Dec 6, 2018
Our goal is for our pipeline and energy facilities to operate safely every day so that the public, our employees and the environment aren’t affected by an incident involving our assets. Safety is, and always will be, our number one value.
With a goal of zero safety incidents at hundreds of facilities in three countries, staying prepared takes teamwork, co-ordination and an effective response plan. As part of that plan, in 2017 we conducted 172 emergency drills across our entire network. These simulations allowed our own personnel to work with local first-responders to hone our skills and develop communications protocols in the unlikely event of a serious incident.
These exercises play a key role in developing strong relationships within our communities while helping us both to gain an understanding of each other’s roles and responsibilities.
Download our 2017 Corporate Responsibility Report (PDF, 3.62 MB)
“We learned a lot from TransCanada’s professionalism and the way they conduct their exercises. [They’re] always a big factor in our control group meetings. Every time we have a meeting or emergency exercise in the town of Kapuskasing, they’re a very good contributing partner – for their expertise and resources.”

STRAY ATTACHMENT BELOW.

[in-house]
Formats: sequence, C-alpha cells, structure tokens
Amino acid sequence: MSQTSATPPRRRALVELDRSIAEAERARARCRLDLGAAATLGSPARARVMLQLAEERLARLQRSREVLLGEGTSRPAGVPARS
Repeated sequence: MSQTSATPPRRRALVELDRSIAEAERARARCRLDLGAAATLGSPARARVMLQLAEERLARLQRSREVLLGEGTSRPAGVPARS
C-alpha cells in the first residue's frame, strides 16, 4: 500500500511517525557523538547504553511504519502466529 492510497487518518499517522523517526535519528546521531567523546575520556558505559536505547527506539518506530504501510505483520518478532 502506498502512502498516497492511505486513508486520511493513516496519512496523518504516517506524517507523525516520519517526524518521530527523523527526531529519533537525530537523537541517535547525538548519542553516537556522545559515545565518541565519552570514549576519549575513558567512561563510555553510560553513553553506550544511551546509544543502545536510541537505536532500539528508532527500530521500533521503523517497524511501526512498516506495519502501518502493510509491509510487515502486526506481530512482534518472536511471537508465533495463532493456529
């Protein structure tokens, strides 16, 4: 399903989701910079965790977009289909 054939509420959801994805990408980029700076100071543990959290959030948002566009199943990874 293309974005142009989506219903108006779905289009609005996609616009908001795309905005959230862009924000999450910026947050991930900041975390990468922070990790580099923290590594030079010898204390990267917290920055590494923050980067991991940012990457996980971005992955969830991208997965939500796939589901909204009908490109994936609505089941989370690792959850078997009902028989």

Gerry Demeules, Fire Chief, Kapuskasing, Ontario
Kapuskasing’s Fire Chief, Gerry Demeules, Talks about Collaborating with TransCanada
Safety Protocols for Emergency Responders
Are you an emergency responder? Download these important guides for more on safety protocols for our operations.
Our goal is to ensure that our pipelines and energy facilities operate safely every day so that the public, our employees and the environment aren’t affected by an incident involving our assets.
We have a top industry record for safe operations; however, we still believe every incident is preventable and continue toward our goal of realizing zero safety incidents.
Being prepared for the rare cases when something does go wrong is part of our commitment to ensuring the safety of the communities where we operate.
In the event of an emergency, our goal is to ensure an effective, coordinated response to contain and control any incident in order to minimize harm to people, property, the environment and company operations. Emergency Response Plans have been developed to address emergencies involving any of our assets. These plans outline the steps we will take to respond in the unlikely event of an incident.